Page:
Annette said...

Oh, Mike, I so agree with the use of the word "guest." The first time I heard it used like that was when I started teaching yoga at a new studio and the owner referred to the students as "guests." I told her "they're STUDENTS not GUESTS!" And she actually changed the sign-in sheet to reflect that. One small step in the right direction.

Nancy said...

Thing is, the freelance copyeditors who are being hired by cost-conscious publishing houses these days are fresh out of college and go by those strict interpretations of rules Lisa mentioned. The good news is that about half way thru a ms, they lose interest and stop making all their little red marks. So undoing their nitpicky changes gets easier.

kathie said...

Funny post, Mike. I fear I'll be giving you fits with my grammar. I did learn it formally, but mostly I write by ear. Which goes right to your issue--language must morph at the spoken level much faster than the written. I'd think so anyway. Hope your day is poor grammar free!

Tory said...

In general, I accept the premise that language is fluid and word useage changes over time. Still . . .

Impact is JUST NOT a verb!

Kristine said...

Funny post, Mike!

It's a good thing we've got you around here to help kept us in line.

mike said...

Kristine--thank God you didn't write "keep we in line"! (hmmm, small joke)
Lisa--I agree with you on that one. Maybe at that grade level it's just easier to teach strict rules rather than nuance.
Joyce--I don't think I'd last a day in your job! You have my sympathy.
Kathie--My dirty little secret is that I'm forever confusing it's and its and there and they're. I blame that on my typing--I type faster than I think. But lately I've become totally confused over whether something is less than or fewer than. Which is why I keep several reference guides handy--my favorite being The New York Public Library Writer's Guide to Style and Usage.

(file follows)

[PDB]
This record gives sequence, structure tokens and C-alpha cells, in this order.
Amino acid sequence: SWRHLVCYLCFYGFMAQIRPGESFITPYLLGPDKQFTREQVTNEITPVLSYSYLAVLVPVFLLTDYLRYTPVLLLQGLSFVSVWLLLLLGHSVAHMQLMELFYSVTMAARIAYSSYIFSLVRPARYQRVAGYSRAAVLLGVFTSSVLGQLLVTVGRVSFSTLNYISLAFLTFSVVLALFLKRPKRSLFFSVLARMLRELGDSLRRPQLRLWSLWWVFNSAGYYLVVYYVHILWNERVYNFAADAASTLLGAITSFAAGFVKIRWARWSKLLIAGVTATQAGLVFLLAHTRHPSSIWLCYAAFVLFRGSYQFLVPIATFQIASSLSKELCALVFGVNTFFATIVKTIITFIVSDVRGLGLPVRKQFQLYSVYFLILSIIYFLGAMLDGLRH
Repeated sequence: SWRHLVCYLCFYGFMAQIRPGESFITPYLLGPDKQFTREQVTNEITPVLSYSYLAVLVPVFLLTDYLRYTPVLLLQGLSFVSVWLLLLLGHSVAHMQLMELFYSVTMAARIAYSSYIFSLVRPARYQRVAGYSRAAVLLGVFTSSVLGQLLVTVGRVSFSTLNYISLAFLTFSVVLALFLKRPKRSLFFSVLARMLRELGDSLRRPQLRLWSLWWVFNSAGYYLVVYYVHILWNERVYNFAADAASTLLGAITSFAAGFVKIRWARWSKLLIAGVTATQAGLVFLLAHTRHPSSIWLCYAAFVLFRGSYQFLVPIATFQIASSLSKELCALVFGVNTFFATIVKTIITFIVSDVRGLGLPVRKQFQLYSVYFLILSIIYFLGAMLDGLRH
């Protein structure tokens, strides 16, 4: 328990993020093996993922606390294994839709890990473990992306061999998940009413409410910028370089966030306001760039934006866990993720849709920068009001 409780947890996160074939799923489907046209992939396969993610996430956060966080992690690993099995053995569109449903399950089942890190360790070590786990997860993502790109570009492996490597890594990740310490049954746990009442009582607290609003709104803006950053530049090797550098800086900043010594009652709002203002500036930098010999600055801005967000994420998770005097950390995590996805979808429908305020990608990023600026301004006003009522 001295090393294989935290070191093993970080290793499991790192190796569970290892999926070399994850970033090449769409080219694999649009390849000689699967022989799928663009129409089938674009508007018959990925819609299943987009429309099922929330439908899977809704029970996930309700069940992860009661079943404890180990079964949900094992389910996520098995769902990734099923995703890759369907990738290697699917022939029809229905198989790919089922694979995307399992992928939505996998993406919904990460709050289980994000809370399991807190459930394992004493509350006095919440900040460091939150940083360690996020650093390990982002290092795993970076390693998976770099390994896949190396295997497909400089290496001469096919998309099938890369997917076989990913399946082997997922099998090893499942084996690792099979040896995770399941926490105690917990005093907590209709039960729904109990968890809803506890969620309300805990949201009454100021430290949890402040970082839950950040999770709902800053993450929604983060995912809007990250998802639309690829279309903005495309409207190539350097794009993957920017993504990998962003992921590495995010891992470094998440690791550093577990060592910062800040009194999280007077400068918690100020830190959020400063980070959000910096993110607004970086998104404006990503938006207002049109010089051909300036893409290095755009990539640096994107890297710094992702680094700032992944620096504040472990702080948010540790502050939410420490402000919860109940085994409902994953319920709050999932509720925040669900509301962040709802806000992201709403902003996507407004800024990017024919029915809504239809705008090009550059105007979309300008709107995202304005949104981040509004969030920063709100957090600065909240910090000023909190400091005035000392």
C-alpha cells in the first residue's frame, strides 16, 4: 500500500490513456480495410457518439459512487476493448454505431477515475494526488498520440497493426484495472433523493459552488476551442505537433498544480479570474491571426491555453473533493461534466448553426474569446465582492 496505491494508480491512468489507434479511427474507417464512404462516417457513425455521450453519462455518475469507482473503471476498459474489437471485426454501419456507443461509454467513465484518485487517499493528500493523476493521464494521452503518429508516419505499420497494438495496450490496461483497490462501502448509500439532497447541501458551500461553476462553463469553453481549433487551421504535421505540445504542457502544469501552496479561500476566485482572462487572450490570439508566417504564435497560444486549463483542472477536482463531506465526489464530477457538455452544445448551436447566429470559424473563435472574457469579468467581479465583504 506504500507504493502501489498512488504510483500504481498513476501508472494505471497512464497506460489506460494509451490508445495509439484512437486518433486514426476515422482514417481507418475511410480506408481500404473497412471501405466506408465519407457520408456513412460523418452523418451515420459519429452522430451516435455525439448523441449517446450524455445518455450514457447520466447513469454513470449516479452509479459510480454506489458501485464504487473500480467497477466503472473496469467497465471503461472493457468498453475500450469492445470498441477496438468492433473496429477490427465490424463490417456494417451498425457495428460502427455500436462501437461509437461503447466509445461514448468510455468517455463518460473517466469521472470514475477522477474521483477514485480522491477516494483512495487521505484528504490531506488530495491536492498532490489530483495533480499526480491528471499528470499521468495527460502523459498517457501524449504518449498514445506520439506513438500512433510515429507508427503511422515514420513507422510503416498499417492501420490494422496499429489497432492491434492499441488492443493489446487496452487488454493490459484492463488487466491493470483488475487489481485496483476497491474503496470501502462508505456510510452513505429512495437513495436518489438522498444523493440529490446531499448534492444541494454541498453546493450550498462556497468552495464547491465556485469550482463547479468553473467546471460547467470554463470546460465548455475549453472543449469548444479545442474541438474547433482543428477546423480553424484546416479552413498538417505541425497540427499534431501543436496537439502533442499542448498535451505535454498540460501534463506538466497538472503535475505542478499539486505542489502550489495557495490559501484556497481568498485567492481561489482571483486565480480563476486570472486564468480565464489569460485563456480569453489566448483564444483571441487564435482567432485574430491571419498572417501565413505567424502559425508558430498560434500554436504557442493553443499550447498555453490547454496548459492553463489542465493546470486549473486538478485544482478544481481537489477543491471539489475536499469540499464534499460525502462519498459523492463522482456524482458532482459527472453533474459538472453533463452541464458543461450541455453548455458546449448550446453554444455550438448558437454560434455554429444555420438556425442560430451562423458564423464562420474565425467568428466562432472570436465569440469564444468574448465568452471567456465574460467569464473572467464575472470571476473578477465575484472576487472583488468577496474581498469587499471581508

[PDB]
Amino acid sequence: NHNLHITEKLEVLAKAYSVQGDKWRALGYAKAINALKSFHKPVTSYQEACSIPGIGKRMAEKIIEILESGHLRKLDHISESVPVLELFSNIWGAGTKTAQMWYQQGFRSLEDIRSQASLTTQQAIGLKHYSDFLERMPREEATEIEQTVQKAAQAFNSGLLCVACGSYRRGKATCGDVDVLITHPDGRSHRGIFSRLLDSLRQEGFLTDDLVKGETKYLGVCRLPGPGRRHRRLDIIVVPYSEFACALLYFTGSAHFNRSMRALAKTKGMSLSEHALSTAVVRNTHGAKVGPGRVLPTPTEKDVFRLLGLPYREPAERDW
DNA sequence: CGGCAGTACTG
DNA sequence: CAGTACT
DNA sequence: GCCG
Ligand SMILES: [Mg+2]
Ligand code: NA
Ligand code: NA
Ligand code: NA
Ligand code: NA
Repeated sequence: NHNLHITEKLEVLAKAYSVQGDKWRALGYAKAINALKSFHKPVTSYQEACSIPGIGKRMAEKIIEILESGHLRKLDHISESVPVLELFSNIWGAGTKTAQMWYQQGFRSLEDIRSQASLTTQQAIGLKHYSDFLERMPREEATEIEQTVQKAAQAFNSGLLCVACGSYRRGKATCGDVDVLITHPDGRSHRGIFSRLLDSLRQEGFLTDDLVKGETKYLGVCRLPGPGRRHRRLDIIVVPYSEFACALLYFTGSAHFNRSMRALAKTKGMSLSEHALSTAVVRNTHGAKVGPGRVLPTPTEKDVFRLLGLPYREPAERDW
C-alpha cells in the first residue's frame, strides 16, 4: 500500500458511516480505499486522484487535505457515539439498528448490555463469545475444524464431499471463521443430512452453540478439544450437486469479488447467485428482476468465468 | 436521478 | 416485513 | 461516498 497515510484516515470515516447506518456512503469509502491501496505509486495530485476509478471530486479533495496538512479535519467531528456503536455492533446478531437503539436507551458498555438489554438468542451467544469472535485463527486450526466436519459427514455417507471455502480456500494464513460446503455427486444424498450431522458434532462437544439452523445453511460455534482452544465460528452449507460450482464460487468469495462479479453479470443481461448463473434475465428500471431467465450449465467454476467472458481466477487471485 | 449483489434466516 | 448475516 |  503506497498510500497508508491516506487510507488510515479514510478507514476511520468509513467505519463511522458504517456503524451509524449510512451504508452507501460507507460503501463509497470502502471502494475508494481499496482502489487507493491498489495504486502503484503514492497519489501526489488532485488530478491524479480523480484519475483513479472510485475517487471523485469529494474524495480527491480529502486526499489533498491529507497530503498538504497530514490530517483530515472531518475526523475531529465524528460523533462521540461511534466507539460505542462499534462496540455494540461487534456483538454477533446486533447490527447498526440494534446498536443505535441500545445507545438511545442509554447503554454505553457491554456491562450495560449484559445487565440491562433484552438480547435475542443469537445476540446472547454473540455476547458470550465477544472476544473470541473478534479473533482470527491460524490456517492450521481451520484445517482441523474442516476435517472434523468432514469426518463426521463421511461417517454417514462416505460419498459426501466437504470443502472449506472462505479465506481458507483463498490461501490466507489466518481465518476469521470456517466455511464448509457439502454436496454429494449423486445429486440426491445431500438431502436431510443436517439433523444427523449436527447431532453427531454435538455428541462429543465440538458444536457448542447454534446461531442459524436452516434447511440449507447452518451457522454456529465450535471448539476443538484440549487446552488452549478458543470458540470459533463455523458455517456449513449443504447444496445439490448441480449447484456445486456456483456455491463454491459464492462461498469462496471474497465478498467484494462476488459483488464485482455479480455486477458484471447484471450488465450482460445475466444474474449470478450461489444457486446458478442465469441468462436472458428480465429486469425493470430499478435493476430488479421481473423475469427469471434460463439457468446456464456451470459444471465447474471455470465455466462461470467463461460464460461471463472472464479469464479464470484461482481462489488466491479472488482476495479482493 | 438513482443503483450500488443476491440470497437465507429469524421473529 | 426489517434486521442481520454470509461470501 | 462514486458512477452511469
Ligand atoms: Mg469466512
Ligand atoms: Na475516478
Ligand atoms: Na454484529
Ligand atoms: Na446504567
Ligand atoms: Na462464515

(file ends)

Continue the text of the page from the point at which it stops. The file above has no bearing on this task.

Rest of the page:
Pat said...

Lisa-Now I'm confused...How would you conclude a sentence that begins with "howscome?" As in "Howscome yins jagoffs is always late, n'ant?"

Joyce said...

Pat, I am SO glad I wasn't drinking anything when I read your comment. It would not have been pretty!

Gina said...

Mike, I share your concerns with commas. I work with a lot of folks who went to grade school in the no-grammar era. One woman assured me that she'd been taught that it's correct to use a comma wherever she would stop to breathe. [She must be breathing in some pretty odd places -- a made up example true to her style: The little old house, stood in the darkest part of, the forest where the wicked old witch had built, it herself."] My other gripe is spelling -- I miss "led." Just because "read" is the past tense of "read" doesn't mean that "lead" is the past tense of "lead." Right? And what about spit?? Isn't "spat" the past tense of "spit"? I grind my teeth when I see "spit" as the past tense, but I'm ready to punch walls when I see "spitted" (unless they're talking about a roasting fowl, of course). Grrrr. [Or should that be Grrrr!?]

Anonymous said...

Well, folks, the lovely thing about language is that it is, by nature, progressive! It is always changing!

That means:
1. The rules you learned waaaaay back when you were in grade school may not necessarily apply anymore!
2. Language is a perfect medium for social change! Think the fifties were oppressive and freaky times? Then let's ditch their oppressive rules! Changing the way we use language creates a distinction between then and now.

We should also realize that spoken language can be formal or colloquial, as can written language. Just because it is written, doesn't mean it has to fit your strict ideology on what is right or wrong.

While I agree that educated people should have basic knowledge of grammar and spelling rules, these nitpicky points say more about the picker than the picked! You pickers are not letting the English language evolve!

Luckily, you writer types are in a position of power here! We may not always be able to elect progressive folks to our government, but we can allow progress in language (I feel a past progressive joke is in order here, but I can't think of one!).

"Eff" the octogenarians who wrote our grammar books!


kathie said...

Wow, a searing response from Anonymous, huh? When do I get my author powers?

mr. guy said...

Well 'anonymous,' I couldn't agree more. Language is a democratic institution: the people have the power to change it. Over time and with enough lipservice, they can even transform a noun into a verb.

Power to the speaking masses!